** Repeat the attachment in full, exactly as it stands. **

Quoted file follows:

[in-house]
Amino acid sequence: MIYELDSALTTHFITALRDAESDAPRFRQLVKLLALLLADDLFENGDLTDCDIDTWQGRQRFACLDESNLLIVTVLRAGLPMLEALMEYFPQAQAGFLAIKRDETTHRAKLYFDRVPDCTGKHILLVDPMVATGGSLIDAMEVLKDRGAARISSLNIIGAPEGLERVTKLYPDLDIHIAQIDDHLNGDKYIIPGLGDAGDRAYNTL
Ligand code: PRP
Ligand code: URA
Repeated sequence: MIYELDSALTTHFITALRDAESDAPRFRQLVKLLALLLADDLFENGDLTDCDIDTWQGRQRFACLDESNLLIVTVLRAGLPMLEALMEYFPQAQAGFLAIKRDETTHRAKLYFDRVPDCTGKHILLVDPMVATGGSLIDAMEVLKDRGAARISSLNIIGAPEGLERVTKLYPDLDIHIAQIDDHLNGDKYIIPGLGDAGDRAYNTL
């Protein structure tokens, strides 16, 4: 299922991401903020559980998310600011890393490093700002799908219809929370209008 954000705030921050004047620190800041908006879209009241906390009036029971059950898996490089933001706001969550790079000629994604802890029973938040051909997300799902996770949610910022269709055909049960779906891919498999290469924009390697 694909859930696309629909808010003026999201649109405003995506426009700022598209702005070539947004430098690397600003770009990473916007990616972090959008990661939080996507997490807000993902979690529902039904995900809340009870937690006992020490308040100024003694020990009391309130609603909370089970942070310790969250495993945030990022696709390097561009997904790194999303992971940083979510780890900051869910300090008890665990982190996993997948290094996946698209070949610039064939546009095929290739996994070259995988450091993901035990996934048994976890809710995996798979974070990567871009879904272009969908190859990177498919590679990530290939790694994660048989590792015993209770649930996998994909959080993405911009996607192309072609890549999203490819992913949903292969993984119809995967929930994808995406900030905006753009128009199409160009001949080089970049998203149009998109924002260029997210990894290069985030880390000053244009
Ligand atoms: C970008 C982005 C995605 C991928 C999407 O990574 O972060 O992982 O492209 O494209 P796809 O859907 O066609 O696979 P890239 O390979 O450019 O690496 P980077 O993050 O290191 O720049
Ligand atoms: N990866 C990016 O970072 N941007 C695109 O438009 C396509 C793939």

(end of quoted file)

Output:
[in-house]
Amino acid sequence: MIYELDSALTTHFITALRDAESDAPRFRQLVKLLALLLADDLFENGDLTDCDIDTWQGRQRFACLDESNLLIVTVLRAGLPMLEALMEYFPQAQAGFLAIKRDETTHRAKLYFDRVPDCTGKHILLVDPMVATGGSLIDAMEVLKDRGAARISSLNIIGAPEGLERVTKLYPDLDIHIAQIDDHLNGDKYIIPGLGDAGDRAYNTL
Ligand code: PRP
Ligand code: URA
Repeated sequence: MIYELDSALTTHFITALRDAESDAPRFRQLVKLLALLLADDLFENGDLTDCDIDTWQGRQRFACLDESNLLIVTVLRAGLPMLEALMEYFPQAQAGFLAIKRDETTHRAKLYFDRVPDCTGKHILLVDPMVATGGSLIDAMEVLKDRGAARISSLNIIGAPEGLERVTKLYPDLDIHIAQIDDHLNGDKYIIPGLGDAGDRAYNTL
């Protein structure tokens, strides 16, 4: 299922991401903020559980998310600011890393490093700002799908219809929370209008 954000705030921050004047620190800041908006879209009241906390009036029971059950898996490089933001706001969550790079000629994604802890029973938040051909997300799902996770949610910022269709055909049960779906891919498999290469924009390697 694909859930696309629909808010003026999201649109405003995506426009700022598209702005070539947004430098690397600003770009990473916007990616972090959008990661939080996507997490807000993902979690529902039904995900809340009870937690006992020490308040100024003694020990009391309130609603909370089970942070310790969250495993945030990022696709390097561009997904790194999303992971940083979510780890900051869910300090008890665990982190996993997948290094996946698209070949610039064939546009095929290739996994070259995988450091993901035990996934048994976890809710995996798979974070990567871009879904272009969908190859990177498919590679990530290939790694994660048989590792015993209770649930996998994909959080993405911009996607192309072609890549999203490819992913949903292969993984119809995967929930994808995406900030905006753009128009199409160009001949080089970049998203149009998109924002260029997210990894290069985030880390000053244009
Ligand atoms: C970008 C982005 C995605 C991928 C999407 O990574 O972060 O992982 O492209 O494209 P796809 O859907 O066609 O696979 P890239 O390979 O450019 O690496 P980077 O993050 O290191 O720049
Ligand atoms: N990866 C990016 O970072 N941007 C695109 O438009 C396509 C793939």